Psychologist Ori Friedman and philosopher John Turri have a new paper in which they apply this distinction to questions about people’s epistemic intuitions and arrive at some very intriguing results.

Continue reading

Contextualism and Skepticism — draft of chapter

link pdf

Does the contextualist seek to dissolve disputes over skepticism? And does she use a “perfectly general strategy” for doing so? Is she not interested in, or not addressing, the traditional topic of whether we really know things, instead addressing how the word “know” should be used? Is she engaged in philosophy of language instead of epistemology? Is she addressing the more important types of skeptic? And what are those? Are key aspects of her position inexpressible, by her own lights? Is she subject to a “factivity problem”? These and other questions are answered in this draft of my 4th chapter of the book I’ve been working on. Please let me know if there are other pressing worries I don’t address, or if there’s some problem with some of my answers.
For my part, I’ll be happy if I just never again have to hear anything like “The contextualist only answers the high standards skeptic.”
Oh, I forgot: :)

I suppose one question I don’t explicitly address here is whether I construe myself as
doing “ordinary language philosophy.” I’m not sure what that would be, or if I’m doing
it, but at and around the top of p. 24, I am explaining/defending one aspect of my
approach that I suppose could be construed as a way that I have at least partly taken
some “linguistic turn.”

Edinburgh 5th Annual Graduate Epistemology Conference

Registration for the University of Edinburgh 5th Annual Graduate Epistemology Conference is now open (27th-28th May 2015). Our keynote speakers this year will be Elizabeth Fricker (Oxford) and Jennifer Nagel (Toronto). Attendance is free and includes lunch and refreshments on both days. There will also be an optional conference dinner for an additional £20.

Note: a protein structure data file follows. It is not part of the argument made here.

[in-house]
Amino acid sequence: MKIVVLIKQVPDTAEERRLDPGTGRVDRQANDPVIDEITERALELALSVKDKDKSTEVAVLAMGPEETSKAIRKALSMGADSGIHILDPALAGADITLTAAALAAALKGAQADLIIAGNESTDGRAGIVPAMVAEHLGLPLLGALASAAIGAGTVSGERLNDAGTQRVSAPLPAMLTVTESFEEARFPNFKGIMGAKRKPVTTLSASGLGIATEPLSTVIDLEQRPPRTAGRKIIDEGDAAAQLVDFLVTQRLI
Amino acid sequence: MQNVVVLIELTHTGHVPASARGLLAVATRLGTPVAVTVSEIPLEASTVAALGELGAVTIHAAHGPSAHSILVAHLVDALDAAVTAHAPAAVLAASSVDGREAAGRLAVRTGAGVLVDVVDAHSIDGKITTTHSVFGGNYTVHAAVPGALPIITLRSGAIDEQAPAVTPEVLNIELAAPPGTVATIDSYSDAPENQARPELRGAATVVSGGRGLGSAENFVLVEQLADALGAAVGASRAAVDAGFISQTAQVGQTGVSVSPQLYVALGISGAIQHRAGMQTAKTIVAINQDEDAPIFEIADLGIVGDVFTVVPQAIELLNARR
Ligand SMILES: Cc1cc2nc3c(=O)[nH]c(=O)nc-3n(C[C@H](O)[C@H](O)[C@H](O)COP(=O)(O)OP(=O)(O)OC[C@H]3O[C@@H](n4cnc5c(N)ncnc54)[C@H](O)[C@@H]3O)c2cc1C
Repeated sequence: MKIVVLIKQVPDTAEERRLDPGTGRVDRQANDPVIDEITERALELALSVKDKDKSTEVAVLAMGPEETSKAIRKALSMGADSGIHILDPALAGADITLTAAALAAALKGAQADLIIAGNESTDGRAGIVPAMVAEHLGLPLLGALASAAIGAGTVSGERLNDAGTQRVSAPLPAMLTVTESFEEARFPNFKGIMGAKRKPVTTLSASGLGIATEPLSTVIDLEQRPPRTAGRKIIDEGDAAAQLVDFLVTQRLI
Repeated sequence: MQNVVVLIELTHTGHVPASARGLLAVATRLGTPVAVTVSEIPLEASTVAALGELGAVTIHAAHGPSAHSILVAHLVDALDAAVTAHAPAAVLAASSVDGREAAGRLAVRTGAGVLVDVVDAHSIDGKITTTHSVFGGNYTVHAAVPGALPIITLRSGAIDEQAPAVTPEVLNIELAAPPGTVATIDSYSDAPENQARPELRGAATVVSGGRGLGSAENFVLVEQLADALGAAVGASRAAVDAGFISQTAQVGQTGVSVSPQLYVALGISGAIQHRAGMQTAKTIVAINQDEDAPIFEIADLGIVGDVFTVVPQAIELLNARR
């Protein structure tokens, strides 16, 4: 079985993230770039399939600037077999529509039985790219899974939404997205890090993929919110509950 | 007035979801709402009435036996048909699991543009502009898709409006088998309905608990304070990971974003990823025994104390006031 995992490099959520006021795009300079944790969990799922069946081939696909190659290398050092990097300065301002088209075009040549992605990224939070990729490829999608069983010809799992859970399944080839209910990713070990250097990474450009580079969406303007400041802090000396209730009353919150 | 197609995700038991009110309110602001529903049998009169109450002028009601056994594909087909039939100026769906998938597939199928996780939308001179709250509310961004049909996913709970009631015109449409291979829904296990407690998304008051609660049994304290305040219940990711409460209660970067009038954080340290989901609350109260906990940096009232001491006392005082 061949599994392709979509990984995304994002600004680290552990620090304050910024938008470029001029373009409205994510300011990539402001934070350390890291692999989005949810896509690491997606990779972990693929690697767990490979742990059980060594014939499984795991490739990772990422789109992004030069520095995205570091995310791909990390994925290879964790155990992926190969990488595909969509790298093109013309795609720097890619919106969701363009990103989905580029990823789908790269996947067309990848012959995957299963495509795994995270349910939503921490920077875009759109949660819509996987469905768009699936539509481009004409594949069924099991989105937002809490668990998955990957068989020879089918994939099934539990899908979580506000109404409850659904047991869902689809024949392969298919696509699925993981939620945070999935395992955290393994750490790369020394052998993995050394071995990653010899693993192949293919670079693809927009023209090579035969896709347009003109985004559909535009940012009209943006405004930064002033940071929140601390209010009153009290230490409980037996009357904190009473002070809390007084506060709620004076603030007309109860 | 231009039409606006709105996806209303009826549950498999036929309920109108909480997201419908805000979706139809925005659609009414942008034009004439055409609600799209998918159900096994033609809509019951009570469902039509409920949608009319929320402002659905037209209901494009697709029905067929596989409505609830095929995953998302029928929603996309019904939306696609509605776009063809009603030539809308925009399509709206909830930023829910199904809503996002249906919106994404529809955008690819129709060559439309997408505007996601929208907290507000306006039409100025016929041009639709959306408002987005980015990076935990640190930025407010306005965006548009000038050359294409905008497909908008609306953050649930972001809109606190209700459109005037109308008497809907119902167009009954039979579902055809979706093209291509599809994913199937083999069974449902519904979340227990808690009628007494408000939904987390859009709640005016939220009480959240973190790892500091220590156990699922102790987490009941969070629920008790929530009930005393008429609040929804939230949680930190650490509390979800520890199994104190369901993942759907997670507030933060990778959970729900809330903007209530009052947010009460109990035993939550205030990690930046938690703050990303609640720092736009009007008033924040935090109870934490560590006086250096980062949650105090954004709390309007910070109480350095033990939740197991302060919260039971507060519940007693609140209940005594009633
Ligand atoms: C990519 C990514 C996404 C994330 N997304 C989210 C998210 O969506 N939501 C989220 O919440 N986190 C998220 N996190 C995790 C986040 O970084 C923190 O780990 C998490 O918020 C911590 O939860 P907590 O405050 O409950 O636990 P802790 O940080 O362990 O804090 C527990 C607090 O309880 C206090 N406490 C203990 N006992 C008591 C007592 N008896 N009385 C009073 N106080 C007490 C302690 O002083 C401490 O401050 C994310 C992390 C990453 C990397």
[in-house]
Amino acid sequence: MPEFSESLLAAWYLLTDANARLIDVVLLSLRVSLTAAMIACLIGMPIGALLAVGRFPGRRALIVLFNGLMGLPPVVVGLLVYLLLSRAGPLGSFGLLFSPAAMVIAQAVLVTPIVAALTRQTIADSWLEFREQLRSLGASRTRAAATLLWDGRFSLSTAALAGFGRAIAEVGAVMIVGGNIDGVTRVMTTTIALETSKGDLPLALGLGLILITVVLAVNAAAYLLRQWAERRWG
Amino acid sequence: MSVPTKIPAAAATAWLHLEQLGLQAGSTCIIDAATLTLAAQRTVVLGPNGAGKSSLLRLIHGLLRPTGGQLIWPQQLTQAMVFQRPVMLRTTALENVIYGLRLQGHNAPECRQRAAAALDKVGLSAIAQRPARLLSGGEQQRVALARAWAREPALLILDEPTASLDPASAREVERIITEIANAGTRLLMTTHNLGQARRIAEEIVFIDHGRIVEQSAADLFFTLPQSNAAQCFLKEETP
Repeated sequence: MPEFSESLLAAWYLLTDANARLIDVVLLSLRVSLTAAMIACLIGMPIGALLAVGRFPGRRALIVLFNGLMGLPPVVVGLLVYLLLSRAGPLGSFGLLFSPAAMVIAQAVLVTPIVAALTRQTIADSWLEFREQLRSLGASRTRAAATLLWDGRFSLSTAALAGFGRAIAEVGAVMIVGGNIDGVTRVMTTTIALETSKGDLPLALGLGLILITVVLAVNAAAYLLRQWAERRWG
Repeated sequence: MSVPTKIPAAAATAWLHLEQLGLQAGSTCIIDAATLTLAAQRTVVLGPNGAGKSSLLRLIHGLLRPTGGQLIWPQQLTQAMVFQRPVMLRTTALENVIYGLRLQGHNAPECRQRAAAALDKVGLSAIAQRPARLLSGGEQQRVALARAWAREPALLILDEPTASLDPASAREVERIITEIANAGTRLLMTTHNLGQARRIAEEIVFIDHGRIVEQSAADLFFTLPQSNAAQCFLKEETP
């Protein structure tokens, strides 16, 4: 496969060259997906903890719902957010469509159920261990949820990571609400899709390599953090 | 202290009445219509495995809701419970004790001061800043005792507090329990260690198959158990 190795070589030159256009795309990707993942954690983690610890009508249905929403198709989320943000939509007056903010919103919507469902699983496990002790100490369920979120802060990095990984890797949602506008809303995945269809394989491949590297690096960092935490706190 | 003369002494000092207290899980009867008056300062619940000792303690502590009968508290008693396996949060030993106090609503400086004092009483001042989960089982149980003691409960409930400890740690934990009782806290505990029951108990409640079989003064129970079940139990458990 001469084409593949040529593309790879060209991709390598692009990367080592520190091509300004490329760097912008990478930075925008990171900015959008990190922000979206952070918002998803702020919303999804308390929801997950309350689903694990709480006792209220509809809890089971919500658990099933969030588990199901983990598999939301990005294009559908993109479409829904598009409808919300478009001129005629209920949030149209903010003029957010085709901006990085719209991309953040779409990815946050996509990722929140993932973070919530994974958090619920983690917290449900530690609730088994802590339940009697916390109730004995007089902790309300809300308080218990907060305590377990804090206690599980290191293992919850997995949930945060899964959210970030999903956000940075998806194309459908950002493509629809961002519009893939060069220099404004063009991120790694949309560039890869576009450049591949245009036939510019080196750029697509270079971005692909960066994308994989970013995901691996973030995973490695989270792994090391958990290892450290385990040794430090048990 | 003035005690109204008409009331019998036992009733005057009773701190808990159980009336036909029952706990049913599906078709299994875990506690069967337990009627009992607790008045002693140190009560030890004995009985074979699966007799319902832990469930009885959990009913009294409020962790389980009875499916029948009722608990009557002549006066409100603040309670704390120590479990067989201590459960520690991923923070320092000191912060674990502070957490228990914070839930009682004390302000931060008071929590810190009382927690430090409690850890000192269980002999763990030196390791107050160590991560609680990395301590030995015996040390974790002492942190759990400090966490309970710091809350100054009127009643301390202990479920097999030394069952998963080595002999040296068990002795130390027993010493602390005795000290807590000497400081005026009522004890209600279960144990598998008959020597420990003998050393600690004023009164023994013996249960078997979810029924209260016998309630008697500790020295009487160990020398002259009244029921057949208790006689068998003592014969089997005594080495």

Please register online here in order to help us make appropriate catering arrangements.

Further details can be found on the conference webpage.

This conference is generously sponsored by the Eidyn Research Centre, the University of Edinburgh, the Scots Philosophical Association, the Mind Association and the Analysis Trust, and is supported by the Edinburgh Women in Philosophy Group.

The 10th CSSiP on “Imagining, Knowing, Doing”

will take place in Cologne, September 28 through October 2, 2015. Our special guest in this year’s anniversary edition will be Timothy Williamson (Oxford University). Williamson is widely regarded as one of the greatest living philosophers. Over the last few decades, he has massively reshaped central parts of philosophy in general and epistemology in particular. Williamson defends a number of strikingly unorthodox ideas: that knowledge plays a fundamental role in epistemology and action (i.e., knowledge-first epistemology), that thought-experimentation and other armchair methods are not based on rational intuition or conceptual competence but on our empirically shaped imagination, or that justification and epistemic norms must be understood in a radically externalist way. The Summer School will focus on these and other Williamsonian themes in epistemology. It mainly aims at professional philosophers and graduate students.

Attendance is free, but limited to 50 participants – to be selected on the basis of motivation and qualification. Online application is possible through May 15. Please add a short letter that sketches your academic background and main motivation for participating in the Summer School. If you are interested in giving a brief presentation (approx. 20 minutes) related to Williamson’s work, please also send an abstract of no more than 1,000 words. We will inform you about the success of your application soon after the deadline.

Apply via email to:

For more information, please visit the website:

Winners of the Young Epistemologist Prize 2015

The winners of the Young Epistemologist Prize 2015 are:

Jason Konek (University of Bristol) for his paper “Epistemic Conservativity and Imprecise Credence”

Clayton Littlejohn (Kings College London) for his paper “Stop Making Sense? On a Puzzle About Rationality”

The papers will be presented at the Rutgers Epistemology Conference, May 8 & 9 and will be published in Philosophy and Phenomenological Research.

Webpage: http://www.philosophy.rutgers.edu/faculty-174/761-program